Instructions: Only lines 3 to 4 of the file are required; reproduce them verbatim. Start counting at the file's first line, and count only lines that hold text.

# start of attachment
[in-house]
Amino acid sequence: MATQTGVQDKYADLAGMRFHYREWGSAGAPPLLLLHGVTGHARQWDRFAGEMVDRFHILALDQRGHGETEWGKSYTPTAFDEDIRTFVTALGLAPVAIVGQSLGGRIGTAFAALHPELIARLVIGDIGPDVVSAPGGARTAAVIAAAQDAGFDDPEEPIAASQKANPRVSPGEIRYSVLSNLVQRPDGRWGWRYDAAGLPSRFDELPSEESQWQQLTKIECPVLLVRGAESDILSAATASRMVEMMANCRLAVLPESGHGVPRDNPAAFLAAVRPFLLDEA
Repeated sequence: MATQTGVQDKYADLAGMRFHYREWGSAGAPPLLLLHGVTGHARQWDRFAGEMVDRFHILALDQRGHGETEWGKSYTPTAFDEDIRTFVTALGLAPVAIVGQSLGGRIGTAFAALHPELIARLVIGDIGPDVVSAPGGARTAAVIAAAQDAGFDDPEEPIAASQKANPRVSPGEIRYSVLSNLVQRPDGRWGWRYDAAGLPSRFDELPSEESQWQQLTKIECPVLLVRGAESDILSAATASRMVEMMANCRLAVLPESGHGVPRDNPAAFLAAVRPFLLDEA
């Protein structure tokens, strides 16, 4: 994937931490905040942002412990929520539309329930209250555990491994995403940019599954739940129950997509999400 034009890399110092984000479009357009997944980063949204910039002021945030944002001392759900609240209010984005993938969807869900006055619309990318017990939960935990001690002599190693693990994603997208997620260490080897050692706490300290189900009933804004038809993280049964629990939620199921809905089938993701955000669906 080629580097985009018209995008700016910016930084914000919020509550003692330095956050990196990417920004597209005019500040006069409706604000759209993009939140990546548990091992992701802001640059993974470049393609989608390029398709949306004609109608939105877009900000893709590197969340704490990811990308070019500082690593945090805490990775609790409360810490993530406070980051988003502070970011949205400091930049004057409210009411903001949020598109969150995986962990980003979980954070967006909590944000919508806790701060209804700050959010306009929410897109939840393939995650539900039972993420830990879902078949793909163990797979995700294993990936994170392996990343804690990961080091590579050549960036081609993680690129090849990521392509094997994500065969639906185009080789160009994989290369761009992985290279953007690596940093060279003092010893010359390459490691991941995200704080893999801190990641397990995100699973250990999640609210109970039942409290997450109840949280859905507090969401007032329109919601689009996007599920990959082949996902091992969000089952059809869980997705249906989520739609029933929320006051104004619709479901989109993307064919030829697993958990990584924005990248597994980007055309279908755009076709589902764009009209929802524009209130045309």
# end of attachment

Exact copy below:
Repeated sequence: MATQTGVQDKYADLAGMRFHYREWGSAGAPPLLLLHGVTGHARQWDRFAGEMVDRFHILALDQRGHGETEWGKSYTPTAFDEDIRTFVTALGLAPVAIVGQSLGGRIGTAFAALHPELIARLVIGDIGPDVVSAPGGARTAAVIAAAQDAGFDDPEEPIAASQKANPRVSPGEIRYSVLSNLVQRPDGRWGWRYDAAGLPSRFDELPSEESQWQQLTKIECPVLLVRGAESDILSAATASRMVEMMANCRLAVLPESGHGVPRDNPAAFLAAVRPFLLDEA
């Protein structure tokens, strides 16, 4: 994937931490905040942002412990929520539309329930209250555990491994995403940019599954739940129950997509999400 034009890399110092984000479009357009997944980063949204910039002021945030944002001392759900609240209010984005993938969807869900006055619309990318017990939960935990001690002599190693693990994603997208997620260490080897050692706490300290189900009933804004038809993280049964629990939620199921809905089938993701955000669906 080629580097985009018209995008700016910016930084914000919020509550003692330095956050990196990417920004597209005019500040006069409706604000759209993009939140990546548990091992992701802001640059993974470049393609989608390029398709949306004609109608939105877009900000893709590197969340704490990811990308070019500082690593945090805490990775609790409360810490993530406070980051988003502070970011949205400091930049004057409210009411903001949020598109969150995986962990980003979980954070967006909590944000919508806790701060209804700050959010306009929410897109939840393939995650539900039972993420830990879902078949793909163990797979995700294993990936994170392996990343804690990961080091590579050549960036081609993680690129090849990521392509094997994500065969639906185009080789160009994989290369761009992985290279953007690596940093060279003092010893010359390459490691991941995200704080893999801190990641397990995100699973250990999640609210109970039942409290997450109840949280859905507090969401007032329109919601689009996007599920990959082949996902091992969000089952059809869980997705249906989520739609029933929320006051104004619709479901989109993307064919030829697993958990990584924005990248597994980007055309279908755009076709589902764009009209929802524009209130045309």